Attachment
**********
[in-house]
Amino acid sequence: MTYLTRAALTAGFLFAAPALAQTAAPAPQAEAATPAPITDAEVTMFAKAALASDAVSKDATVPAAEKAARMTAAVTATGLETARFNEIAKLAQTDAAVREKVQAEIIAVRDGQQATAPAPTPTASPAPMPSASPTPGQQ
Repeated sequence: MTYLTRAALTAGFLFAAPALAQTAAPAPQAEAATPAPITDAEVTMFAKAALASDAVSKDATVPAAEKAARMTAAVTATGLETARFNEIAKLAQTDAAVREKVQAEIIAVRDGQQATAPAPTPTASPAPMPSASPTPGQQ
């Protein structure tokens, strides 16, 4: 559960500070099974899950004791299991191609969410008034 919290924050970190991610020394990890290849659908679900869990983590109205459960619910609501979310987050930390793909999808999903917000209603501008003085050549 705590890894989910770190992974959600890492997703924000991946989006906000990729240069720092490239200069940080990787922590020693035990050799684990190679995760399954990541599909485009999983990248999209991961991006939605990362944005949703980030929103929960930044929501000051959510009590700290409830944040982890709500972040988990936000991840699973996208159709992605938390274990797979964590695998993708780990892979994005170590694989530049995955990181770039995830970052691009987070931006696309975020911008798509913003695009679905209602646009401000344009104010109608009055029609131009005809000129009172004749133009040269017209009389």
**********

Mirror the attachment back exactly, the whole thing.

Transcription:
[in-house]
Amino acid sequence: MTYLTRAALTAGFLFAAPALAQTAAPAPQAEAATPAPITDAEVTMFAKAALASDAVSKDATVPAAEKAARMTAAVTATGLETARFNEIAKLAQTDAAVREKVQAEIIAVRDGQQATAPAPTPTASPAPMPSASPTPGQQ
Repeated sequence: MTYLTRAALTAGFLFAAPALAQTAAPAPQAEAATPAPITDAEVTMFAKAALASDAVSKDATVPAAEKAARMTAAVTATGLETARFNEIAKLAQTDAAVREKVQAEIIAVRDGQQATAPAPTPTASPAPMPSASPTPGQQ
């Protein structure tokens, strides 16, 4: 559960500070099974899950004791299991191609969410008034 919290924050970190991610020394990890290849659908679900869990983590109205459960619910609501979310987050930390793909999808999903917000209603501008003085050549 705590890894989910770190992974959600890492997703924000991946989006906000990729240069720092490239200069940080990787922590020693035990050799684990190679995760399954990541599909485009999983990248999209991961991006939605990362944005949703980030929103929960930044929501000051959510009590700290409830944040982890709500972040988990936000991840699973996208159709992605938390274990797979964590695998993708780990892979994005170590694989530049995955990181770039995830970052691009987070931006696309975020911008798509913003695009679905209602646009401000344009104010109608009055029609131009005809000129009172004749133009040269017209009389």